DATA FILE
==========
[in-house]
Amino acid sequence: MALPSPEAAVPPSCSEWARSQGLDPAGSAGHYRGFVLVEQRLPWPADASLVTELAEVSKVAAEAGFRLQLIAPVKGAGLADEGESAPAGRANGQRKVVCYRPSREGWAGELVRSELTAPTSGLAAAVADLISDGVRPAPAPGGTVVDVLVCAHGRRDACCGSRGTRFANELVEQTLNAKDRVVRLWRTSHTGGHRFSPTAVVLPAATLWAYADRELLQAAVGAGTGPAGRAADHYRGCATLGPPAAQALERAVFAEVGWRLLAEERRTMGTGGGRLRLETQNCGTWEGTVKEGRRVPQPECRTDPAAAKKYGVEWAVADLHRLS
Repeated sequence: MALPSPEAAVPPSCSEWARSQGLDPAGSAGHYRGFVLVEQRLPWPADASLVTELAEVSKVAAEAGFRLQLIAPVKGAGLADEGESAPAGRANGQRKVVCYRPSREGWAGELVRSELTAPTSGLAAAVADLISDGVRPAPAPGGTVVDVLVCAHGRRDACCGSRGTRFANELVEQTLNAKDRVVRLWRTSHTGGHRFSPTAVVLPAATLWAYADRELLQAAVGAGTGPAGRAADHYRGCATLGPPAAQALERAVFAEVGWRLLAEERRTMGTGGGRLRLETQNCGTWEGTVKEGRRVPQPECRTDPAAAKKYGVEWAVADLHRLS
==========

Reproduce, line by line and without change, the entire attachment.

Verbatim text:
[in-house]
Amino acid sequence: MALPSPEAAVPPSCSEWARSQGLDPAGSAGHYRGFVLVEQRLPWPADASLVTELAEVSKVAAEAGFRLQLIAPVKGAGLADEGESAPAGRANGQRKVVCYRPSREGWAGELVRSELTAPTSGLAAAVADLISDGVRPAPAPGGTVVDVLVCAHGRRDACCGSRGTRFANELVEQTLNAKDRVVRLWRTSHTGGHRFSPTAVVLPAATLWAYADRELLQAAVGAGTGPAGRAADHYRGCATLGPPAAQALERAVFAEVGWRLLAEERRTMGTGGGRLRLETQNCGTWEGTVKEGRRVPQPECRTDPAAAKKYGVEWAVADLHRLS
Repeated sequence: MALPSPEAAVPPSCSEWARSQGLDPAGSAGHYRGFVLVEQRLPWPADASLVTELAEVSKVAAEAGFRLQLIAPVKGAGLADEGESAPAGRANGQRKVVCYRPSREGWAGELVRSELTAPTSGLAAAVADLISDGVRPAPAPGGTVVDVLVCAHGRRDACCGSRGTRFANELVEQTLNAKDRVVRLWRTSHTGGHRFSPTAVVLPAATLWAYADRELLQAAVGAGTGPAGRAADHYRGCATLGPPAAQALERAVFAEVGWRLLAEERRTMGTGGGRLRLETQNCGTWEGTVKEGRRVPQPECRTDPAAAKKYGVEWAVADLHRLS